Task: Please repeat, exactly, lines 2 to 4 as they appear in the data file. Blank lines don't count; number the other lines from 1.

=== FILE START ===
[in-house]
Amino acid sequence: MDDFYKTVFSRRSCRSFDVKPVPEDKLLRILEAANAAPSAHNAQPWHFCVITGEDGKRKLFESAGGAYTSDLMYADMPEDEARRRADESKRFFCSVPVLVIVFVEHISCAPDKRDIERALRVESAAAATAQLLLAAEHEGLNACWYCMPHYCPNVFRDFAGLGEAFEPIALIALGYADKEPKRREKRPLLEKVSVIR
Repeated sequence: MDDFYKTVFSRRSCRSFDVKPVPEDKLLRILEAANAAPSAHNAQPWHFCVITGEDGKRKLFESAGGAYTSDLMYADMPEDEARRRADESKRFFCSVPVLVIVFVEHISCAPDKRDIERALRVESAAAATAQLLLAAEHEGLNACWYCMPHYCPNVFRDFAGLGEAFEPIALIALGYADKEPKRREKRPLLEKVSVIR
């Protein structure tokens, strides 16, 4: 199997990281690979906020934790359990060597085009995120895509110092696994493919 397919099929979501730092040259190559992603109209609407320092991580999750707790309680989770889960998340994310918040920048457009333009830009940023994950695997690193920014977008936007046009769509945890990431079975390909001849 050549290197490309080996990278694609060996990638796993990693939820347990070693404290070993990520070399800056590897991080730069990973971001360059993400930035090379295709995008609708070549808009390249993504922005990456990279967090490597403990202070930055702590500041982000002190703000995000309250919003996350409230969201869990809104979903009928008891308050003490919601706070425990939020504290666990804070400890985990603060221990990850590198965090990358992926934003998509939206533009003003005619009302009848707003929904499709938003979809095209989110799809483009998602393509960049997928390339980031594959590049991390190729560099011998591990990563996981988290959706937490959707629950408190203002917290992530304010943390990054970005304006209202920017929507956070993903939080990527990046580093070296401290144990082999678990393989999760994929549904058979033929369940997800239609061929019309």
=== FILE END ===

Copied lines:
Amino acid sequence: MDDFYKTVFSRRSCRSFDVKPVPEDKLLRILEAANAAPSAHNAQPWHFCVITGEDGKRKLFESAGGAYTSDLMYADMPEDEARRRADESKRFFCSVPVLVIVFVEHISCAPDKRDIERALRVESAAAATAQLLLAAEHEGLNACWYCMPHYCPNVFRDFAGLGEAFEPIALIALGYADKEPKRREKRPLLEKVSVIR
Repeated sequence: MDDFYKTVFSRRSCRSFDVKPVPEDKLLRILEAANAAPSAHNAQPWHFCVITGEDGKRKLFESAGGAYTSDLMYADMPEDEARRRADESKRFFCSVPVLVIVFVEHISCAPDKRDIERALRVESAAAATAQLLLAAEHEGLNACWYCMPHYCPNVFRDFAGLGEAFEPIALIALGYADKEPKRREKRPLLEKVSVIR
């Protein structure tokens, strides 16, 4: 199997990281690979906020934790359990060597085009995120895509110092696994493919 397919099929979501730092040259190559992603109209609407320092991580999750707790309680989770889960998340994310918040920048457009333009830009940023994950695997690193920014977008936007046009769509945890990431079975390909001849 050549290197490309080996990278694609060996990638796993990693939820347990070693404290070993990520070399800056590897991080730069990973971001360059993400930035090379295709995008609708070549808009390249993504922005990456990279967090490597403990202070930055702590500041982000002190703000995000309250919003996350409230969201869990809104979903009928008891308050003490919601706070425990939020504290666990804070400890985990603060221990990850590198965090990358992926934003998509939206533009003003005619009302009848707003929904499709938003979809095209989110799809483009998602393509960049997928390339980031594959590049991390190729560099011998591990990563996981988290959706937490959707629950408190203002917290992530304010943390990054970005304006209202920017929507956070993903939080990527990046580093070296401290144990082999678990393989999760994929549904058979033929369940997800239609061929019309």